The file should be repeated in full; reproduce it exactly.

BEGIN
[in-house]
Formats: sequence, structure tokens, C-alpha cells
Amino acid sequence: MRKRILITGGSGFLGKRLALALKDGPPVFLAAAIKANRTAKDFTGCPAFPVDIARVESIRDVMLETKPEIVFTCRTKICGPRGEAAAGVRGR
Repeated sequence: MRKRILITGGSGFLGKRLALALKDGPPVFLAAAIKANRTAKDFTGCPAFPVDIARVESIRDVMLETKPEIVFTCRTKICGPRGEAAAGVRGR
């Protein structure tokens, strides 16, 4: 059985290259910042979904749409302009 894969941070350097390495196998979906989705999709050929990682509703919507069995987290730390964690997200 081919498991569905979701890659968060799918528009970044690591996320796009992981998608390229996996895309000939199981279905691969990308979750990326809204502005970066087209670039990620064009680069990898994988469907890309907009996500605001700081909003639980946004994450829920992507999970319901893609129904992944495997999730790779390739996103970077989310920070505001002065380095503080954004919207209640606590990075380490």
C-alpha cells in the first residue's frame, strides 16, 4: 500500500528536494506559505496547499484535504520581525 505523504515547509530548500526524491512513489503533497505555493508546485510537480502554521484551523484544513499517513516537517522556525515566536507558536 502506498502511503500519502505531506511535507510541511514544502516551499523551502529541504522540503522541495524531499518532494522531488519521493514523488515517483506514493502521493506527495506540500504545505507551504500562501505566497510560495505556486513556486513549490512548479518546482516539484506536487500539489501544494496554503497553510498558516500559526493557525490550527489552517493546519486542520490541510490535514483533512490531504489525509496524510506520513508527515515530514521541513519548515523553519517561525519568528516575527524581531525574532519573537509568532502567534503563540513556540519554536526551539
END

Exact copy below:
[in-house]
Formats: sequence, structure tokens, C-alpha cells
Amino acid sequence: MRKRILITGGSGFLGKRLALALKDGPPVFLAAAIKANRTAKDFTGCPAFPVDIARVESIRDVMLETKPEIVFTCRTKICGPRGEAAAGVRGR
Repeated sequence: MRKRILITGGSGFLGKRLALALKDGPPVFLAAAIKANRTAKDFTGCPAFPVDIARVESIRDVMLETKPEIVFTCRTKICGPRGEAAAGVRGR
């Protein structure tokens, strides 16, 4: 059985290259910042979904749409302009 894969941070350097390495196998979906989705999709050929990682509703919507069995987290730390964690997200 081919498991569905979701890659968060799918528009970044690591996320796009992981998608390229996996895309000939199981279905691969990308979750990326809204502005970066087209670039990620064009680069990898994988469907890309907009996500605001700081909003639980946004994450829920992507999970319901893609129904992944495997999730790779390739996103970077989310920070505001002065380095503080954004919207209640606590990075380490």
C-alpha cells in the first residue's frame, strides 16, 4: 500500500528536494506559505496547499484535504520581525 505523504515547509530548500526524491512513489503533497505555493508546485510537480502554521484551523484544513499517513516537517522556525515566536507558536 502506498502511503500519502505531506511535507510541511514544502516551499523551502529541504522540503522541495524531499518532494522531488519521493514523488515517483506514493502521493506527495506540500504545505507551504500562501505566497510560495505556486513556486513549490512548479518546482516539484506536487500539489501544494496554503497553510498558516500559526493557525490550527489552517493546519486542520490541510490535514483533512490531504489525509496524510506520513508527515515530514521541513519548515523553519517561525519568528516575527524581531525574532519573537509568532502567534503563540513556540519554536526551539